Change Management In Geopolitical Situations

February 17, 2021 0 Comments

Earlier, I spoke about how communication aids in change management. Now, we will look at managing change in the geopolitical situation and what leaders can do to adapt to it.

The moment a business starts operating outside of its home regions, it needs to adapt to regions origins and understand the context to make good choices and minimize potentially damaging consequences. Current world politics and economics are creating opportunities for companies and leaders who can look out and take in the global picture.

Changing Times

Political risk and volatility have always existed but the recent few years have been distinguished by a lack of clarity in global leadership. Political changes used to be predictable and transparent but threats have now become harder to classify.

Recent turbulent years have seen emerging markets like China and India swaying the global balance of power. Moreover, unexpected election results in North America and Europe have set about unexpected political decisions and changes. The question then arises — How do you, as an organization leader, understand these risks and plan for them?

Climate of Uncertainty

Uncertainty surrounds interaction between countries, predicting scenarios and threats that might arise. Complicating matters, each of these factors can directly influence trade policy and protectionism. The past five years have seen political risk levels increase all around the world. Geographically, more conventionally troubled regions like the Middle East are experiencing evolving tensions, impacting companies as conflict rises. However, it has been the political risk in Europe and the United States that have proven surprising.

US policy is changing to include several populist or protectionist agendas, battling disruptions from China and the stability of regimes in Russia, North Korea and Saudi Arabia. Possible trade wars loom as politically motivated regulatory changes affect the sales of goods, tax rates and exchange transfer risks. As countries are forced to choose sides, companies are forced to plan strategically and choose as well.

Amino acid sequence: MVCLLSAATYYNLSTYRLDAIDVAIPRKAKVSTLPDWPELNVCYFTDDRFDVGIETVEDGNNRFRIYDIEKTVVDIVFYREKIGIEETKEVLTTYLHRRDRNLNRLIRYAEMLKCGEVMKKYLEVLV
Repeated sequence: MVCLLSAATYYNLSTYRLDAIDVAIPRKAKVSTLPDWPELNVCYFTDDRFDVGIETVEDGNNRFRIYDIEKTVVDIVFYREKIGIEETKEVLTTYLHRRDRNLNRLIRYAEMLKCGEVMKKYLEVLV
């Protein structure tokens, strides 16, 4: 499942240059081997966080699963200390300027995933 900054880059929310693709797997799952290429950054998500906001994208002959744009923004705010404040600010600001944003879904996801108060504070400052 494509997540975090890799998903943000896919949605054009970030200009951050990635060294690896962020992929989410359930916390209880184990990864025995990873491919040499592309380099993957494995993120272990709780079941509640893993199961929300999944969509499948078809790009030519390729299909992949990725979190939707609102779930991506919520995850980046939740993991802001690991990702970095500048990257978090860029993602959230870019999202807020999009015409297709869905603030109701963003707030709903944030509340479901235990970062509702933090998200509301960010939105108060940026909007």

Keep Ahead

There are some easy approaches to prepare you for change. Be aware of your surroundings, stay connected, and notice trends. Dangers could range from economic to security-related risks and the company should be prepared to handle them. Current geopolitical situations can often leave you lost in the fog, so here are ways to keep yourself one step ahead of your competition, as a company or individual.

Handling Pressure & Risk

When operating on a large scale, a company should not have a single strategy for every one of the different regions. Mounting pressure from stakeholders such as investors and board members has led to CEOs and CFOs being receptive to determining whether global operations will be successful in certain regions. Many companies are already taking steps to mitigate political risk, with management being held accountable for any losses experienced through political risk exposure. The company should keep the geopolitical situation of the country in mind before making a strategic decision. That way, the strategy is congruent with the location and has greater longevity.

Technological & Financial

Technology and geopolitical risk are becoming even more closely related. It is up to companies to make use of technology to mitigate themselves from the risks of cyberwar or terrorism. Companies can use data to make decisions and technology-enabled tools and systems to develop mitigation strategies. Another technique is by employing financial strategies to manage political risk and reduce exposure when operating in risky locations, whether it. For example, if a country is under embargo, you can either decrease prices or find a new market.

Managing Risk

Companies will need to manage risk, especially when dealing with countries that pose an inherent risk. Taking a more active role is preferable when adjusting to a changing risk environment. Companies can make adjustments to their political risk management approaches and technological capabilities. Steps need to be taken to create new processes and reporting that enable them to manage organisational resources and intelligence sharing better. A risk management team with ties to the government or external affairs is also useful.

Cultural Integration

The company will need to leverage human resources to understand the local culture, partners and adapt business and sales to that region. Having an efficient, customised strategy is very important for the long-term survival and goodwill of the company in that region.

Political risk is sometimes considered a cost of doing business without properly inspecting or quantifying it. A process-driven approach is needed to take into consideration the political, economic, social and environmental issues for a more coordinated company-wide strategy. Geopolitical risk analysis should be incorporated into operational decision-making with planning for different contingencies and scenarios.

Conclusion

As the US loses its dominance over the world, the nature of risk is changing. Rising volatility and geopolitical risk levels require companies to respond proactively to change, by building new capabilities, adopting mitigation techniques, and setting up processes, which will be the ones to last. Today, It is not so much about your skills, business practices, or line of work. It is about how adept you are at handling a change that will define your altitude.

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